Why can insects adapt to pesticides quickly?

1 Answer
Apr 20, 2016

Evolution and short reproductive cycles.


Pesticides are a form of selection in the evolution of insects - not a "natural selection" but a selection pressure nonetheless.

If a pesticide is applied to say an crop of whatever and it kills off 99% of the infecting bugs, this is a success for the farmer in the short-term. However, that 1% of the bugs that survive have some trait that makes them immune to that particular pesticide. So, they reproduce and bingo! - you have a new generation of bugs that are immune to the pesticide and they breed like crazy and take over the fields.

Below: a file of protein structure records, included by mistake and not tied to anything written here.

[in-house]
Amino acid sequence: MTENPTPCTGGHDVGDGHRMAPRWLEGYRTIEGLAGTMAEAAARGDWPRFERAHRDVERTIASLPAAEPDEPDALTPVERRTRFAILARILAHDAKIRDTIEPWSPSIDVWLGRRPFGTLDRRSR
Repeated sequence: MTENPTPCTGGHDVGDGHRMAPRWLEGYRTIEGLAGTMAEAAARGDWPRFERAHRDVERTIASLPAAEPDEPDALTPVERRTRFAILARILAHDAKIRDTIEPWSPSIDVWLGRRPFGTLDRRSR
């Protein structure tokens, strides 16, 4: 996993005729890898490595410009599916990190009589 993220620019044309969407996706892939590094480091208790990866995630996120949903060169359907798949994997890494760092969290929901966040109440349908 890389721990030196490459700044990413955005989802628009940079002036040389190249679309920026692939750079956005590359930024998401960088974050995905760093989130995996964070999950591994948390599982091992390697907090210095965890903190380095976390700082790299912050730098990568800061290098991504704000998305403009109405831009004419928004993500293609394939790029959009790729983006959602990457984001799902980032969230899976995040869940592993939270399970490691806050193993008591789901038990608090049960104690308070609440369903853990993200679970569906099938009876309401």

Insects have short lifespans compared to other organisms, meaning the reproduce and die relatively quickly. For example, ladybugs (Harmonia axyridis) typically live only three months but females produce an average of 25 eggs per day (source).


This short lifespan and selection for individuals that are resistant to the pesticide means that the farmer and scientists must now find a new pesticide that the new generation of bugs are not immune to and so the cycle goes on and on....in the mean time, a lot of chemicals get added to the environment that end up in the systems of other organisms (including us).

This is known as an evolutionary arms race. In insects, this might occur on a 2-5 year cycle or something like this, while in bacteria that reproduce even faster, this can happen over the course of a few months to up to a year.